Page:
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Seattle-based marijuana strain and dispensary review startup Leafly is raising cash, but not with breakneck growth mind: the startup is simultaneously implementing a company-wide effort to limit spending and slow down hiring.

A new SEC filing reveals that Leafly recently raised $2.3 million in a convertible note round.

Leafly CEO Tim Leslie. (Photo by Daniel Berman via Leafly)

In a company memo, first reported by Business Insider and confirmed by a company spokesperson, CEO Tim Leslie told employees that Leafly would be taking cost-control steps like cutting non-essential travel, pausing hiring and pulling back on its holiday party. The company has already used up its annual travel and expense budget, and will only hire for product and engineering roles through the end of the year, Leslie said.

Leslie indicated the moves were necessary to integrate the 150 new employees who came on board in the past seven months — doubling the size of the company in the process. He asked employees to better manage their budgets, saying: “We need to lean into our guiding principle of acting like an owner.”

Leslie is a former Amazon Prime Video executive who joined the company in March following the removal of former CEO Chris Jeffery last year.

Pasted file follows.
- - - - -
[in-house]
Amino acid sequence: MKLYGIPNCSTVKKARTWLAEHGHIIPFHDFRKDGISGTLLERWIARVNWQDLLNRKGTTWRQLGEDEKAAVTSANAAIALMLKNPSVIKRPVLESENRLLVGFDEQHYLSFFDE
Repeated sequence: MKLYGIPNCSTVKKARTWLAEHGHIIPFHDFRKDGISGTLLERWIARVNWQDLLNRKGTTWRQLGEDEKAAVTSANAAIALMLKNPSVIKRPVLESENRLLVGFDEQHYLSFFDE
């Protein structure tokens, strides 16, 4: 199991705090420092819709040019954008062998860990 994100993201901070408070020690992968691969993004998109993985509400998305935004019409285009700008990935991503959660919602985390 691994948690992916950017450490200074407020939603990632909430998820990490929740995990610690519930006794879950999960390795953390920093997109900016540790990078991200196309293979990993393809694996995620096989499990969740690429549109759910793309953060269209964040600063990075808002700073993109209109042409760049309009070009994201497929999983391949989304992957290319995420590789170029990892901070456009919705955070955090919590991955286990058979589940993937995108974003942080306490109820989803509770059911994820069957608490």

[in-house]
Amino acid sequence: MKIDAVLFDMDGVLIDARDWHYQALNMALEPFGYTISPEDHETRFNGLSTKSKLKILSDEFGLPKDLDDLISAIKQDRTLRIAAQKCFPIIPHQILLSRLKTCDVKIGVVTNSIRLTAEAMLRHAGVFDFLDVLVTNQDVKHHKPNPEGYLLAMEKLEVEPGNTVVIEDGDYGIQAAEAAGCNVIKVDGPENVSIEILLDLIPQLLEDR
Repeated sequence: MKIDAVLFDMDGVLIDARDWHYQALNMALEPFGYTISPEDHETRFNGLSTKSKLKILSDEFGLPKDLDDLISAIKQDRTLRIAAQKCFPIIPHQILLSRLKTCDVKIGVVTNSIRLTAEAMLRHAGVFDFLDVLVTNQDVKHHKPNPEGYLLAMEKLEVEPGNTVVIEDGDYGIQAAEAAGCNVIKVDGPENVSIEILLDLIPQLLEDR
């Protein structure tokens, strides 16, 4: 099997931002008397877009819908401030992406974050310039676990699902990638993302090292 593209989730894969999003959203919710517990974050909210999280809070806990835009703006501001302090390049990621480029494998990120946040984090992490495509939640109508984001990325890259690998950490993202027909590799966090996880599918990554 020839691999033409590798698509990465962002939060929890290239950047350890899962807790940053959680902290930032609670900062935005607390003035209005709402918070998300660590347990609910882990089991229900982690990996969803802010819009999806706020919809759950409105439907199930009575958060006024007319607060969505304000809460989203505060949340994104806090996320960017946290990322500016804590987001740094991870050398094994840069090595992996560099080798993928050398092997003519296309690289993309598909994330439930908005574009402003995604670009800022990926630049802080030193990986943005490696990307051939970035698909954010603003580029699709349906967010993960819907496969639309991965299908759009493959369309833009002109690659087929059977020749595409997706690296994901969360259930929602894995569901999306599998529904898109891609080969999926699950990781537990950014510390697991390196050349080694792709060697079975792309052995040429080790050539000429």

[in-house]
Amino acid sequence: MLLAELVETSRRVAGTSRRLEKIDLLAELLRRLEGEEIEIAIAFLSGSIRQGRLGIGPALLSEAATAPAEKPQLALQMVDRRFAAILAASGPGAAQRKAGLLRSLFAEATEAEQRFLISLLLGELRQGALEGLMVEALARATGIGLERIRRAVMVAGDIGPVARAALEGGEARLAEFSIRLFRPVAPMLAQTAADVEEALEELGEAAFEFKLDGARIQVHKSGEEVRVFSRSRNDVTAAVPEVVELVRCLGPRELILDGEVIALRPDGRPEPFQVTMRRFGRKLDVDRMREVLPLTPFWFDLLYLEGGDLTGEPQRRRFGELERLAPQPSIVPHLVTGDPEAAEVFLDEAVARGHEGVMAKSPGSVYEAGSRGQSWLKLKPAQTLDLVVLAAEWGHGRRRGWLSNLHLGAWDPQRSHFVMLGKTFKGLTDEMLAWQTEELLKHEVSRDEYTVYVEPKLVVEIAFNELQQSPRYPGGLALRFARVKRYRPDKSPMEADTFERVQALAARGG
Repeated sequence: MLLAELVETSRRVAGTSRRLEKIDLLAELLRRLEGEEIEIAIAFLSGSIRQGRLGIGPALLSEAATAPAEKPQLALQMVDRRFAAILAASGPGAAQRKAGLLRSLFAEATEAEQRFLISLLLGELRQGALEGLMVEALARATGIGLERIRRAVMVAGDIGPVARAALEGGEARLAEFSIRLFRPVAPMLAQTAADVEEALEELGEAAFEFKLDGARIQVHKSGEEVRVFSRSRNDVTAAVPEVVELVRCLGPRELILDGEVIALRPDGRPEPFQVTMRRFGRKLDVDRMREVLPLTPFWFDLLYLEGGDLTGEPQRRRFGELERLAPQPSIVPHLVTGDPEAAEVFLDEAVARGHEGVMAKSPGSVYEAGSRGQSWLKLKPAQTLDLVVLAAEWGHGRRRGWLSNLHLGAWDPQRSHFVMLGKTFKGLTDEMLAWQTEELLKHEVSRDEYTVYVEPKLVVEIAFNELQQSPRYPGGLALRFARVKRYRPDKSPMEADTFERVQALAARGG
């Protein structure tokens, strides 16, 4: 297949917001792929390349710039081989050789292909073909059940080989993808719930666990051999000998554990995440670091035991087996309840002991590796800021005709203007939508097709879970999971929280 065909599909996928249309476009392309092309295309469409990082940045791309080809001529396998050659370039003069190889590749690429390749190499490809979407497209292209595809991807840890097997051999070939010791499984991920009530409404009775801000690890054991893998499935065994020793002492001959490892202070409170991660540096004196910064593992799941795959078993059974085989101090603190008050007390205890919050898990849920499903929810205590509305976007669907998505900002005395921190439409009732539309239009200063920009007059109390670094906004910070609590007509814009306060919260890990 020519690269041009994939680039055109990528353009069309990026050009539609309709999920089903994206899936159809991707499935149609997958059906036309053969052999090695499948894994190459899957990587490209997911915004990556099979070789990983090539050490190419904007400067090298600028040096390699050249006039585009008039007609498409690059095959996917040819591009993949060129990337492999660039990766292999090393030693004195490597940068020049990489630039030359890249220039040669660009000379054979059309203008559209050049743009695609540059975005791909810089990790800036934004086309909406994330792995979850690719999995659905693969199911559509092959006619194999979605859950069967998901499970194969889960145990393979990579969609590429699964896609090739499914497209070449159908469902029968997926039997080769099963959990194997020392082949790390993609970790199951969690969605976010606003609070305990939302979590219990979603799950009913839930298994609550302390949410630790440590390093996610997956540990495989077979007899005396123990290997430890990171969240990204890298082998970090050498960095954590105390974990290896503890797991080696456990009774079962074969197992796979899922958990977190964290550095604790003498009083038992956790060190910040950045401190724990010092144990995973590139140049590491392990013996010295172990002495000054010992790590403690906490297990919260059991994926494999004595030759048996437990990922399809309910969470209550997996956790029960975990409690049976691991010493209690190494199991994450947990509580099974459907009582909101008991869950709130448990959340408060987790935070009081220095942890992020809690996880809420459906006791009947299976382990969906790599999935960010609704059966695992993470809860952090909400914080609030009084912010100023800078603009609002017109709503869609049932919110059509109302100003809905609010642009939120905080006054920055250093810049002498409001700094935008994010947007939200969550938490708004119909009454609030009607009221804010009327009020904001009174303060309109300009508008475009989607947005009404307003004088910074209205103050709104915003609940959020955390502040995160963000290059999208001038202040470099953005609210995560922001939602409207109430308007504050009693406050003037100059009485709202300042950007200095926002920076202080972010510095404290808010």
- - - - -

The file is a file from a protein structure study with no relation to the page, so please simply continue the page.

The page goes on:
The hiring pause is an abrupt deceleration for Leafly, whose rampant growth was encapsulated in plans for a Seattle headquarters that is more than triple the size of its current downtown office.

The news follows announcements from other major cannabis companies to lay off employees. PAX Labs, the maker of popular marijuana vaping products, recently cut a quarter of its workforce. Weedmaps, Eaze, Hexo and Canntrust also announced cuts in recent weeks.

Leafly’s website and apps connect people who are looking for cannabis with retailers and brands. It also publishes cannabis-related news and was behind a recent investigative report into illegal, contaminated THC vape cartridges.

The company launched more than a decade ago and is now riding a massive wave of interest in cannabis as legalization of recreational and medical marijuana increases. Funding for cannabis companies more than doubled from 2017 to 2018 to $1.3 billion, according to Crunchbase.

Leafly has been operating as an independent company since February when it was spun out of former owner Privateer Holdings, a Seattle-based private equity firm. Privateer is in the midst of a merger with cannabis company Tilray, one of its portfolio companies.

Earlier this month, Leafly launched a cannabis guide that uses data and design to help people better understand marijuana effects.

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